Alle zwei Jahre markiert das Postgraduiertenprogramm der Universität der Künste Berlin das Ende eines Stipendienzyklus mit einer Ausstellung.
Diese Ausstellung versammelte fünf unterschiedliche künstlerische Positionen, fünf Möglichkeiten, einen zweijährigen Prozess zu würdigen.
red clay-sand, cooking station, glass jars, prints, tables, headphones, media player
In the words of the artist, this piece offers an “exploration of death, life, and the grieving process. It intimately reflects on a personal journey by tracing my matrilineal DNA lineage, connecting my grandmother, Theresa Otibho Okhiogbe Oboh, my mother, Victoria Elomese Omonhinmin, and myself. Moving beyond societal norms that often stigmatize death, this project invites us to embrace death as a natural occurrence, deserving of love and acceptance. It challenges our forced socialization by presenting death as an inherent part of life‘s cycle.”
On the opening night, Omonblanks looked back on the UdK Fellowship in conversation with Guest Professor Tirdad Zolghadr.
generative sound object with 8 loudspeakers
In collaboration with scientists, technicians, and composer Thies Mynther, Adnan & Nina Softić developed a hybrid between a sonification device and a musical instrument that emits data from the Arctic as sound. The resulting Sonified Portrait of a Disappearing Landscape allows for an unusual approach to data assembled by the 2020 Arctic expedition MOSAiC - the largest example of data collection within a single region, and perhaps the last inventory of a disappearing witness to climate change. As the duo points out, “data archives are hardly a solution as long as their contents are not given a socially accepted meaning” - by means of contemporary art or otherwise.
monitor with headphones, 2.4 m x 3.35m prints, cutouts
Shehzil Malik’s contribution is the latest iteration of her long-term inquiry into how women and gender minorities navigate patriarchal structures in digital spaces. Malik focuses on Pakistan, where the Internet represents a complex ideological ecosystem that acts as both a site of oppression and a decentralized means to resistance. Malik has long engaged with key feminist stakeholders to understand how oppression is experienced, resisted and remembered. Here, the audience is invited to engage with written testimony, photos, music, poems, artifacts and cues from the visual language of Pakistani street posters, both within the exhibition and on the street outside.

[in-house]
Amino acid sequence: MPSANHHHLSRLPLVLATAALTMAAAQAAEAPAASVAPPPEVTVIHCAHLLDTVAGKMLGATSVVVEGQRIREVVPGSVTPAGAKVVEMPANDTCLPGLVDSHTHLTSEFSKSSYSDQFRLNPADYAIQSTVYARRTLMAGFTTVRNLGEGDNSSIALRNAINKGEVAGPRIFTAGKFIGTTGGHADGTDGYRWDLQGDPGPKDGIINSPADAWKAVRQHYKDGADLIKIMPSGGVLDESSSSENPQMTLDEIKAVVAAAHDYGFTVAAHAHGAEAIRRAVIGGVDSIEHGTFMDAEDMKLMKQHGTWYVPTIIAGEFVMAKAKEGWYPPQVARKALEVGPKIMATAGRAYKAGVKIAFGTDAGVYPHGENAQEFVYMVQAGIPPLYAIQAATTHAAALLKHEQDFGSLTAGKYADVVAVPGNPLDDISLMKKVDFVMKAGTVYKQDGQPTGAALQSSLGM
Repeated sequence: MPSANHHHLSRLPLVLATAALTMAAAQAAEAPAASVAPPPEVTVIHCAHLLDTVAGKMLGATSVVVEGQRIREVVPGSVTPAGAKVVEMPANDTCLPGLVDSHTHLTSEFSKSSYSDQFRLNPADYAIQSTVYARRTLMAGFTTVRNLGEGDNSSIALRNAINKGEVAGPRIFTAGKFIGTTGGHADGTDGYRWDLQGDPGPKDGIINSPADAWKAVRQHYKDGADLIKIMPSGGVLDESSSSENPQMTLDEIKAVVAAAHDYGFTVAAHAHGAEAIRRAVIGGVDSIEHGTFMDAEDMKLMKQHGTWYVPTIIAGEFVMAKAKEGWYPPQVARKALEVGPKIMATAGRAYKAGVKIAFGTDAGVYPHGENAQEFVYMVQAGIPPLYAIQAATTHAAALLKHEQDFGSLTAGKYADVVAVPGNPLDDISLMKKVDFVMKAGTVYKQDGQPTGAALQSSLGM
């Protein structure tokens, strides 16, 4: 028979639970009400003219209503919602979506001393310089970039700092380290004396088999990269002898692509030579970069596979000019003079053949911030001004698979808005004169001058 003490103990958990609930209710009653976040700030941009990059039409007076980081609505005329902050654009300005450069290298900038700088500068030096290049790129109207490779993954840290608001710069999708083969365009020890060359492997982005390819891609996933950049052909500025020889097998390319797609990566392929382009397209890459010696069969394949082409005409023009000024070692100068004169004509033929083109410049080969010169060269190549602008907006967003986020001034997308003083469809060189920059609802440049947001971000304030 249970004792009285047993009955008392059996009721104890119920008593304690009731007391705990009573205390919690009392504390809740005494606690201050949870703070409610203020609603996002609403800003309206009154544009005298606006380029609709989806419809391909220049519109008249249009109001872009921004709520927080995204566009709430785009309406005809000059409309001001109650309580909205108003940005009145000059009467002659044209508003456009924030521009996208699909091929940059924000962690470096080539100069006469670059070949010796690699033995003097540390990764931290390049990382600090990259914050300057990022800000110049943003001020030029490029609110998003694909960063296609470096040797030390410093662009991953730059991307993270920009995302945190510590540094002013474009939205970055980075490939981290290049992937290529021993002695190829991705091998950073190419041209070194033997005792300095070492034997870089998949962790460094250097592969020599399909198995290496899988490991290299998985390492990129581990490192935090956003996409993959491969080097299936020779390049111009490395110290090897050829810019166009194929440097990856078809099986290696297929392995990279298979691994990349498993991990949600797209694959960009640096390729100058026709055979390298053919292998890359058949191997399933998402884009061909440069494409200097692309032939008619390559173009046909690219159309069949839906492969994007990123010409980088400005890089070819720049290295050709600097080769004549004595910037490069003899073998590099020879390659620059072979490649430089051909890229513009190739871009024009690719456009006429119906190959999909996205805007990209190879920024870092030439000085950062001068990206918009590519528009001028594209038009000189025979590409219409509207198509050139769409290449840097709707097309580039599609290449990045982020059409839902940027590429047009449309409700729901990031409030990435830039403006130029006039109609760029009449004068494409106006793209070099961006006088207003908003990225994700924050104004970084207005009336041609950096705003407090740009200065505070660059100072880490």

archival pigment print on Hahnemühle Photo Rag and Alu-Dibond, 120 x 150 cm
Sonia Hamad’s contribution is eerily topical. The stackable Monobloc chairs in her photograph are of a familiar, not to say universal design, and seven in number, grouped in quiet expectation of seven absent individuals who are about to convene - or who convened only recently. The scene is nestled within a lush and leafy panorama, but set against a backdrop that is still under construction. It’s too casual for a seminar, too stiff for a picnic. The suggestive state of suspension is further underlined, and gently rendered tangible, by a number of Monobloc chairs distributed throughout the exhibition premises.
The fellowship research of Enzo Camacho & Ami Lien has focused on the plantation island of Negros (Phillipines); in particular on one of the darkest moments of the Marcos regime - the 1985 Escalante Massacre. Given that our vernissage, 21st September 2023, coincides with the anniversary of Marcos‘ 1972 declaration of martial law, Camacho & Lien have invited Berlin- based collectives ALPAS Pilipinas and Gabriela Germany to stage a commemorative event. This in the name of collective historical memory, but also to address continuities between a historical period and the current moment: plantation violence in Negros has further intensified as Marcos‘ son Bongbong regained the Philippine presidency.